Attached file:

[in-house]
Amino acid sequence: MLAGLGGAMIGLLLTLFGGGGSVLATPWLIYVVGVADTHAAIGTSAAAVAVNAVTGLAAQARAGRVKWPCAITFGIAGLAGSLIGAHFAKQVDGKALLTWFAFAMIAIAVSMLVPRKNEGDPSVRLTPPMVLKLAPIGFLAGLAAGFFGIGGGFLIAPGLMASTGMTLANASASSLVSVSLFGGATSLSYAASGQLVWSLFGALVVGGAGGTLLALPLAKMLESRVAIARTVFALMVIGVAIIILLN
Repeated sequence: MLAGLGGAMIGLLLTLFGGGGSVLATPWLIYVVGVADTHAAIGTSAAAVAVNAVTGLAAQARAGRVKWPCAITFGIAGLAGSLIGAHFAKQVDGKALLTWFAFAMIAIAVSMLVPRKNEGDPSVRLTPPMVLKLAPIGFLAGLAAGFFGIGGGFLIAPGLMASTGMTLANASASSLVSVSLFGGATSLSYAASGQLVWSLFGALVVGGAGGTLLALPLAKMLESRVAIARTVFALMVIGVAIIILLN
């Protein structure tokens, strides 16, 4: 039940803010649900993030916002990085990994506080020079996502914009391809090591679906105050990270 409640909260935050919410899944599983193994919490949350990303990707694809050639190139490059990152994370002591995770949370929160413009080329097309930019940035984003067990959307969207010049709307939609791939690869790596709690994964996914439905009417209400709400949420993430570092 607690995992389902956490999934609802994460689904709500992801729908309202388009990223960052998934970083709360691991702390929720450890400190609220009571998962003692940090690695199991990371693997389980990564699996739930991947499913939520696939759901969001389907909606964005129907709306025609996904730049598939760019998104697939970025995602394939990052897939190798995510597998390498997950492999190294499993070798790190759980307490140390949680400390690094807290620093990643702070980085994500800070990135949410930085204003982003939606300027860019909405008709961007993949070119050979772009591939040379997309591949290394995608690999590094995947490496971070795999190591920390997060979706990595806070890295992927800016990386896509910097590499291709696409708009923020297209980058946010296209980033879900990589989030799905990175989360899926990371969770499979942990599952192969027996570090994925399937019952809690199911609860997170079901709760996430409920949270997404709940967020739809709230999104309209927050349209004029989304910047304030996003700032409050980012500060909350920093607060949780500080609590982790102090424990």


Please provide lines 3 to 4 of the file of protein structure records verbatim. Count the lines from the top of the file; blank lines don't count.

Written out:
Repeated sequence: MLAGLGGAMIGLLLTLFGGGGSVLATPWLIYVVGVADTHAAIGTSAAAVAVNAVTGLAAQARAGRVKWPCAITFGIAGLAGSLIGAHFAKQVDGKALLTWFAFAMIAIAVSMLVPRKNEGDPSVRLTPPMVLKLAPIGFLAGLAAGFFGIGGGFLIAPGLMASTGMTLANASASSLVSVSLFGGATSLSYAASGQLVWSLFGALVVGGAGGTLLALPLAKMLESRVAIARTVFALMVIGVAIIILLN
């Protein structure tokens, strides 16, 4: 039940803010649900993030916002990085990994506080020079996502914009391809090591679906105050990270 409640909260935050919410899944599983193994919490949350990303990707694809050639190139490059990152994370002591995770949370929160413009080329097309930019940035984003067990959307969207010049709307939609791939690869790596709690994964996914439905009417209400709400949420993430570092 607690995992389902956490999934609802994460689904709500992801729908309202388009990223960052998934970083709360691991702390929720450890400190609220009571998962003692940090690695199991990371693997389980990564699996739930991947499913939520696939759901969001389907909606964005129907709306025609996904730049598939760019998104697939970025995602394939990052897939190798995510597998390498997950492999190294499993070798790190759980307490140390949680400390690094807290620093990643702070980085994500800070990135949410930085204003982003939606300027860019909405008709961007993949070119050979772009591939040379997309591949290394995608690999590094995947490496971070795999190591920390997060979706990595806070890295992927800016990386896509910097590499291709696409708009923020297209980058946010296209980033879900990589989030799905990175989360899926990371969770499979942990599952192969027996570090994925399937019952809690199911609860997170079901709760996430409920949270997404709940967020739809709230999104309209927050349209004029989304910047304030996003700032409050980012500060909350920093607060949780500080609590982790102090424990």